Michael “Mike” Willburn is a cybersecurity specialist with a history of successful experience in cyber threat intelligence, network architecture, risk management, and capacity building. Mike specializes in threat analysis, mitigation, network design, and organizational policy. He is a current member of International Information Systems Security Certification Consortium (ISC2) where he holds the Certified Information Systems Security Professional (CISSP) certification. In addition, he is Major in the Delaware Army National Guard and serves as the Senior Network Engineer and principal operations officer for the 198th Expeditionary Signal Battalion Enhanced. Throughout his career he has worked in professional settings with international partners including Sri Lanka, Mongolia, Timor Leste, Korea, Germany, Great Britain, and others. He loves to travel, be outdoors, read, and play Minecraft with his children in addition to his professional endeavors.
All Your Language Are Belong to Us: Implications and Effects of Large Language Models for Cybersecurity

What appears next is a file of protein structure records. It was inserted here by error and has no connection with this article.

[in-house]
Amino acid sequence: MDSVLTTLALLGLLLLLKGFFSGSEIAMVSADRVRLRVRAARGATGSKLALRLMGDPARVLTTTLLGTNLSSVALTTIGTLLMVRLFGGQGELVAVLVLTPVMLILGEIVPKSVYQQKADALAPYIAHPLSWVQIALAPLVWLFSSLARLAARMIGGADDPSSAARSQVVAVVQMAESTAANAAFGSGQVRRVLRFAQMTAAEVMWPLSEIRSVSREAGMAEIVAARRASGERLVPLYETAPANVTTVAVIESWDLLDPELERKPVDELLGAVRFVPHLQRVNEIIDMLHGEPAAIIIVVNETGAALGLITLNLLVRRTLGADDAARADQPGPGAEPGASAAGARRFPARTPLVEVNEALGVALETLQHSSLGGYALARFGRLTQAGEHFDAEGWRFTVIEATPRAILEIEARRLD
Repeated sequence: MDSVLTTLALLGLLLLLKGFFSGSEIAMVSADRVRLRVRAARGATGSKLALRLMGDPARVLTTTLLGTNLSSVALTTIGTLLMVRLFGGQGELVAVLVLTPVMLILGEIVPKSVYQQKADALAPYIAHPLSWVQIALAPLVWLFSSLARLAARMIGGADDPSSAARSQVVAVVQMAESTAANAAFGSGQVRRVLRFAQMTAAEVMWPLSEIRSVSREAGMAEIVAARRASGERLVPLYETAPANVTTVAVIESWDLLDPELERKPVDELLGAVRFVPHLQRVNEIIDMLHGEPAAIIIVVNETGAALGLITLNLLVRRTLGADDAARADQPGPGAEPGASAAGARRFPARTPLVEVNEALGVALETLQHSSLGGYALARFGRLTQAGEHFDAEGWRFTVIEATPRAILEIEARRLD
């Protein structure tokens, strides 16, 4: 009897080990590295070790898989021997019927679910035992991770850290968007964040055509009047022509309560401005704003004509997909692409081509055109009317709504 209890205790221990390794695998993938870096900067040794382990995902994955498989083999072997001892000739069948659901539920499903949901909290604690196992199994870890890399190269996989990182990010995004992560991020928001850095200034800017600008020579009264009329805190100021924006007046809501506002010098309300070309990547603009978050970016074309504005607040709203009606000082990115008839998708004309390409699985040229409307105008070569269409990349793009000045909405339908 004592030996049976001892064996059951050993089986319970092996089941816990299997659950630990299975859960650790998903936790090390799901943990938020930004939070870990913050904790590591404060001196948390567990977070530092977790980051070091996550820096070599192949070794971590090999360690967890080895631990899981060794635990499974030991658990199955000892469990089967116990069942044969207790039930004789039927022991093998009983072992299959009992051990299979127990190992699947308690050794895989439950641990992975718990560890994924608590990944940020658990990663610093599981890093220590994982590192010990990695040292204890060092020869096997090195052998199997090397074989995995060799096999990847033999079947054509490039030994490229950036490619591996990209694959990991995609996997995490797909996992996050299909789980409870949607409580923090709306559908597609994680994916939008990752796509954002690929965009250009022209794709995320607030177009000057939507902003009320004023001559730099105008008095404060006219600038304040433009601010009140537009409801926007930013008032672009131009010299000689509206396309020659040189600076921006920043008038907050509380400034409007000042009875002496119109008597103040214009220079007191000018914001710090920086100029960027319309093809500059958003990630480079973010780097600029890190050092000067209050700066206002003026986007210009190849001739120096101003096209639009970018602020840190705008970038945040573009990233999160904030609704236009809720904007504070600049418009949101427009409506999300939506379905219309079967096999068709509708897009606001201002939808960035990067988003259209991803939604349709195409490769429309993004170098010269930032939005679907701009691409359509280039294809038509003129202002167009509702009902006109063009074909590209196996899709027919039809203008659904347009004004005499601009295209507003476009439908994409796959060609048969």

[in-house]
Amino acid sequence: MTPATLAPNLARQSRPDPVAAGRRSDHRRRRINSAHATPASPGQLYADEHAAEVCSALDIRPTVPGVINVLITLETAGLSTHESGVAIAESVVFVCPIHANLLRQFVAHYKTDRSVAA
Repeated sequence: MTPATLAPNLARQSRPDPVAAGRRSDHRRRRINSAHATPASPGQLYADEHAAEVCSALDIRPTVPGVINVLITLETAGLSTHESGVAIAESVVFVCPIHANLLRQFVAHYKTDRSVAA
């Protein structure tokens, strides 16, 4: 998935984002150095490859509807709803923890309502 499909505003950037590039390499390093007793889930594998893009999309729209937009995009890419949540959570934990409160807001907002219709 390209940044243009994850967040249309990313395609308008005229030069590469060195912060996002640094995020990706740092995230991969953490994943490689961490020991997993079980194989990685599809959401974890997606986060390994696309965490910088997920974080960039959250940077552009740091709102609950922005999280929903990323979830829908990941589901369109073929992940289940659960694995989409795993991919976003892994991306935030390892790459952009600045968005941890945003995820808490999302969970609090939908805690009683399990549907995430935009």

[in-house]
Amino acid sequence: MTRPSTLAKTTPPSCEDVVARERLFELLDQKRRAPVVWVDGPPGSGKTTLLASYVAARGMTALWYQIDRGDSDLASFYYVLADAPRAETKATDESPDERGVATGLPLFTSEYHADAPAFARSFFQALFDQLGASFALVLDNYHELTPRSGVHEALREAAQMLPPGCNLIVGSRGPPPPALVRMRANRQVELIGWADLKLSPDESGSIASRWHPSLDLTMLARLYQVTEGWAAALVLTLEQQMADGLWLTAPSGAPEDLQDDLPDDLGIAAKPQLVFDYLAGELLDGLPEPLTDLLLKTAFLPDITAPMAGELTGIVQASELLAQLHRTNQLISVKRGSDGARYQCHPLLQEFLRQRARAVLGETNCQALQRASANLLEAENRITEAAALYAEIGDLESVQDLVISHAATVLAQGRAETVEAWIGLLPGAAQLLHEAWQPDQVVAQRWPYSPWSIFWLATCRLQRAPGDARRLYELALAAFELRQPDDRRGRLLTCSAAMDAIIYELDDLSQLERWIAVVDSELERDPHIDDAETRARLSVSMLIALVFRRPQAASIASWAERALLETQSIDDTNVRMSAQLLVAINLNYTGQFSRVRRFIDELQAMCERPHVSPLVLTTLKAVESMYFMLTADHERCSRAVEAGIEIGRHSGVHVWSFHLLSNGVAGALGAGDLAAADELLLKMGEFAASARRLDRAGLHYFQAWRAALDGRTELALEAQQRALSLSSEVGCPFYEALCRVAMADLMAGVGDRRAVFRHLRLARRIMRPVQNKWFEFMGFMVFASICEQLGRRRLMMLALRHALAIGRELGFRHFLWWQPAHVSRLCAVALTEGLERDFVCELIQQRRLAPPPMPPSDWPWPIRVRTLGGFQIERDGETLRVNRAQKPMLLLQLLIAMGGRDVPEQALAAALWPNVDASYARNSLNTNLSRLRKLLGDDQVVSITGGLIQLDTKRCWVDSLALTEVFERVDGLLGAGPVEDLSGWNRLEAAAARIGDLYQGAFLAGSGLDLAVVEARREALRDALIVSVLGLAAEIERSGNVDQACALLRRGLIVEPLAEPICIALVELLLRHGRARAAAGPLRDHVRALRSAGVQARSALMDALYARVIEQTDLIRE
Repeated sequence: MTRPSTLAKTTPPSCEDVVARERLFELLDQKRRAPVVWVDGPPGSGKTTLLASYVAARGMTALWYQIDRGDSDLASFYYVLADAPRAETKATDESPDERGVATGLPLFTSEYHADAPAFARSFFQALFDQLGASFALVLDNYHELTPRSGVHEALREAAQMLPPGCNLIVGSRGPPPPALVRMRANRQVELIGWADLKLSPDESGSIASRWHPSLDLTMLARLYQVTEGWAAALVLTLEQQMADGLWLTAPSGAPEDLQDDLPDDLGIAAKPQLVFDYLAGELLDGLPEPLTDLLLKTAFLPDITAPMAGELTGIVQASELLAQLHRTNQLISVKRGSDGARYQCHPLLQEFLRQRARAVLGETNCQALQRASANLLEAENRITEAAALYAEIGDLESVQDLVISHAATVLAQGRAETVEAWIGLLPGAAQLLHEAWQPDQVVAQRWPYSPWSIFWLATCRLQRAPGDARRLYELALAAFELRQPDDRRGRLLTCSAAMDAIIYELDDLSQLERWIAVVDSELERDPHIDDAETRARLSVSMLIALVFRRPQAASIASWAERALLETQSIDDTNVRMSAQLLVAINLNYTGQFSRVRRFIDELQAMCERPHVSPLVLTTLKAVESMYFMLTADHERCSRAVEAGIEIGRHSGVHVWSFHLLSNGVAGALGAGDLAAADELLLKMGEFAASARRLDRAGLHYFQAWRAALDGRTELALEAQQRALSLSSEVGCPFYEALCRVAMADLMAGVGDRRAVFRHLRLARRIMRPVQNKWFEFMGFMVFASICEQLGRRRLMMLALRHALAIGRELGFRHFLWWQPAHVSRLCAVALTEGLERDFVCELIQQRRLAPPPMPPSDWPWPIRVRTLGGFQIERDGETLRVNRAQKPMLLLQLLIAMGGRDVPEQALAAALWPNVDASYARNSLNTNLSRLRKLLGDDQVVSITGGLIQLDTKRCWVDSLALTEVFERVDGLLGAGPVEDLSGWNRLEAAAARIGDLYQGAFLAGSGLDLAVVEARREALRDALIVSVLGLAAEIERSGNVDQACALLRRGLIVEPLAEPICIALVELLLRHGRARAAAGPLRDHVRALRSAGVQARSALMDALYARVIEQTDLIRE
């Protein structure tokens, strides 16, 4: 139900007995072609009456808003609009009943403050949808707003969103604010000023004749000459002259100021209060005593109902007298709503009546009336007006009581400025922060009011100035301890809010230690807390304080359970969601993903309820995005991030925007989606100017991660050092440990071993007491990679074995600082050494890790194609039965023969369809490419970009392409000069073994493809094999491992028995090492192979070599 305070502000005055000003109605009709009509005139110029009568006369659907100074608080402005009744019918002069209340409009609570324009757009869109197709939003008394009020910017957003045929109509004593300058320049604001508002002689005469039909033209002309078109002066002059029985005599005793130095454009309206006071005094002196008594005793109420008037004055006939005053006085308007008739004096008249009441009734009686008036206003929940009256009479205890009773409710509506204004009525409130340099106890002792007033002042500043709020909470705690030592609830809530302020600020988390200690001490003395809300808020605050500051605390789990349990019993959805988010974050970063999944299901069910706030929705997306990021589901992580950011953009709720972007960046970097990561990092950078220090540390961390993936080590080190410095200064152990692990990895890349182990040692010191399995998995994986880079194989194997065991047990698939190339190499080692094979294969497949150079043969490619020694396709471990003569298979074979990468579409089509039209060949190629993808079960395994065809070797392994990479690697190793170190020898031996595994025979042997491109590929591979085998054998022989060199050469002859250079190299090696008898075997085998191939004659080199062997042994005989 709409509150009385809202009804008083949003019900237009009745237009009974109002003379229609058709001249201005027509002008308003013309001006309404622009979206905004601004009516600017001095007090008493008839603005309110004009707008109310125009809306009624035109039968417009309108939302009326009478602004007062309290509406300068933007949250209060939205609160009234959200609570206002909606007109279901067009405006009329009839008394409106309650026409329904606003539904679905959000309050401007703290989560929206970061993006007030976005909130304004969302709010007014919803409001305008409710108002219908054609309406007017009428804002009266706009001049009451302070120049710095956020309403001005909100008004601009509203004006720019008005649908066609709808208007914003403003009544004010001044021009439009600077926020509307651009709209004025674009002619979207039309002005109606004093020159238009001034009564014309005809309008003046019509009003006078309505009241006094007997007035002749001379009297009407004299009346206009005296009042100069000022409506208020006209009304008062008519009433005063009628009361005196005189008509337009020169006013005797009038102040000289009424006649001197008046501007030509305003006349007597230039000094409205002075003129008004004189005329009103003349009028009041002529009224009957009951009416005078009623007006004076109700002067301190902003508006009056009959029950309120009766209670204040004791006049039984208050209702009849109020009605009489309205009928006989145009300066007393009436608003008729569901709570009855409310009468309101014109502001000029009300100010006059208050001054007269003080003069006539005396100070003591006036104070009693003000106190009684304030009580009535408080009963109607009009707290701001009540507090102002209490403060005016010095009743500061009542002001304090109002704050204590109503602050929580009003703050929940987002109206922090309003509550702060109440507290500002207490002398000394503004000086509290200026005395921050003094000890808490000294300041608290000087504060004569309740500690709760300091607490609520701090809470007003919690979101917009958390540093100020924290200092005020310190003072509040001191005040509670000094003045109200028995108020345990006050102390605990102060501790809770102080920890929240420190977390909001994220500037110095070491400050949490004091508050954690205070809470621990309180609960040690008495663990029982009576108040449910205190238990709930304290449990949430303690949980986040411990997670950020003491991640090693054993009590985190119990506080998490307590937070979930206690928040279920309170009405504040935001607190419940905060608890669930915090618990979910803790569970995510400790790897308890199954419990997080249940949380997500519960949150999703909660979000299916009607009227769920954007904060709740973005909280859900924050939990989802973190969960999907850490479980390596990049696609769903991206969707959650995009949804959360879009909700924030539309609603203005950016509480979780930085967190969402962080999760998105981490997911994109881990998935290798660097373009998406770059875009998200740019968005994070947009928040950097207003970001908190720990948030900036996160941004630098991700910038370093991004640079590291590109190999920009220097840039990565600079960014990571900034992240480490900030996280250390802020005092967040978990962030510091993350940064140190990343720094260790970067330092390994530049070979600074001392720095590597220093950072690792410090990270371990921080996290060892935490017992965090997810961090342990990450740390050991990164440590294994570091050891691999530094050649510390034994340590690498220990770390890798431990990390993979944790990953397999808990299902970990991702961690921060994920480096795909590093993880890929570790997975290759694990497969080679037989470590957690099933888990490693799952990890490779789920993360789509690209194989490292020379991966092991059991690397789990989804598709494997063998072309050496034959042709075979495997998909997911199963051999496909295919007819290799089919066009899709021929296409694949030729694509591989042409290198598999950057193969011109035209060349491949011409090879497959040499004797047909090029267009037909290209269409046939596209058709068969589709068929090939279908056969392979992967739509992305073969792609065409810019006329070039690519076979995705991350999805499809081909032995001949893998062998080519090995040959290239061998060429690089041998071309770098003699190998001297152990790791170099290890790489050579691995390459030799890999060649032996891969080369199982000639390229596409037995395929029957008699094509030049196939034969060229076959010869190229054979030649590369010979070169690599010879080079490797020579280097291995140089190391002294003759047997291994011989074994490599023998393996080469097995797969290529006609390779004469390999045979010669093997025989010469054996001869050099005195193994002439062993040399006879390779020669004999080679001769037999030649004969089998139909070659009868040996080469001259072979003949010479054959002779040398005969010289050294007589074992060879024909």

The emergence of large language models (LLMs) like ChatGPT has been the focus of much news since late 2022. The ease of use of the platforms has made these powerful tools available to most people on the planet. LLMs have since been used to generate college papers, write screenplays, create very convincing chatbots, and write computer code. Generating these artifacts is relatively simple, requiring the user to “prompt” the LLM by simply asking a question. These activities have implications for privacy and cybersecurity that span a wide range of topics. The focus of this presentation is the use of LLMs for software development and what that means to the future of cybersecurity. LLMs have been shown to be good at writing nearly error free code. Though they have been used for writing larger programs, most of the code has been relatively few lines, hereafter called a “snippet”, that perform specific functions. However, the level of technical knowledge required to generate these snippets is also much lower than it has been to write code historically. We will present a game that we wrote using an LLM in C#, a language that the authors do not have extensive experience with. We demonstrate that relatively complex code can be written with little training in any programming language. For cybersecurity this lowers the barrier to entry for bad actors to write malware, develop social engineering campaigns, and conduct illegal activities. For defenders, this could be leveraged to write monitoring scripts, network defense programs, and augment staff that are stretched thin for time and expertise.